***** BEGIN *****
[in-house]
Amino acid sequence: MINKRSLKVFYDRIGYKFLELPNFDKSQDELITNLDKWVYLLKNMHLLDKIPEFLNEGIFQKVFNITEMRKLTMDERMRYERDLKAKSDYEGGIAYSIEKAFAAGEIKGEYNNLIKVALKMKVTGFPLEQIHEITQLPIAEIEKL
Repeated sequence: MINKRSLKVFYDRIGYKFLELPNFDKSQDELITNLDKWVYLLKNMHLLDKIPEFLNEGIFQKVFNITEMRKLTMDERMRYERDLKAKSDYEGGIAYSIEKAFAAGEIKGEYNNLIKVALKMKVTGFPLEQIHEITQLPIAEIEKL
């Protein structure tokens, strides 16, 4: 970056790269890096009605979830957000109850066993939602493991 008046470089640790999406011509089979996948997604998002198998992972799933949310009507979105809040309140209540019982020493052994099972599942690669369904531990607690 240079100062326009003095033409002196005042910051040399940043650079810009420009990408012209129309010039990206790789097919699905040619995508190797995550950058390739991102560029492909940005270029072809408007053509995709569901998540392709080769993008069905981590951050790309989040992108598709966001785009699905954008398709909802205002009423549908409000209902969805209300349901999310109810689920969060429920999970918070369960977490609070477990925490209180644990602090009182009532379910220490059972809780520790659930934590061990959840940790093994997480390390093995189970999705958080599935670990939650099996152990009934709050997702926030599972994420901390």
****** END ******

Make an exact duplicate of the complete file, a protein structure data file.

[in-house]
Amino acid sequence: MINKRSLKVFYDRIGYKFLELPNFDKSQDELITNLDKWVYLLKNMHLLDKIPEFLNEGIFQKVFNITEMRKLTMDERMRYERDLKAKSDYEGGIAYSIEKAFAAGEIKGEYNNLIKVALKMKVTGFPLEQIHEITQLPIAEIEKL
Repeated sequence: MINKRSLKVFYDRIGYKFLELPNFDKSQDELITNLDKWVYLLKNMHLLDKIPEFLNEGIFQKVFNITEMRKLTMDERMRYERDLKAKSDYEGGIAYSIEKAFAAGEIKGEYNNLIKVALKMKVTGFPLEQIHEITQLPIAEIEKL
């Protein structure tokens, strides 16, 4: 970056790269890096009605979830957000109850066993939602493991 008046470089640790999406011509089979996948997604998002198998992972799933949310009507979105809040309140209540019982020493052994099972599942690669369904531990607690 240079100062326009003095033409002196005042910051040399940043650079810009420009990408012209129309010039990206790789097919699905040619995508190797995550950058390739991102560029492909940005270029072809408007053509995709569901998540392709080769993008069905981590951050790309989040992108598709966001785009699905954008398709909802205002009423549908409000209902969805209300349901999310109810689920969060429920999970918070369960977490609070477990925490209180644990602090009182009532379910220490059972809780520790659930934590061990959840940790093994997480390390093995189970999705958080599935670990939650099996152990009934709050997702926030599972994420901390």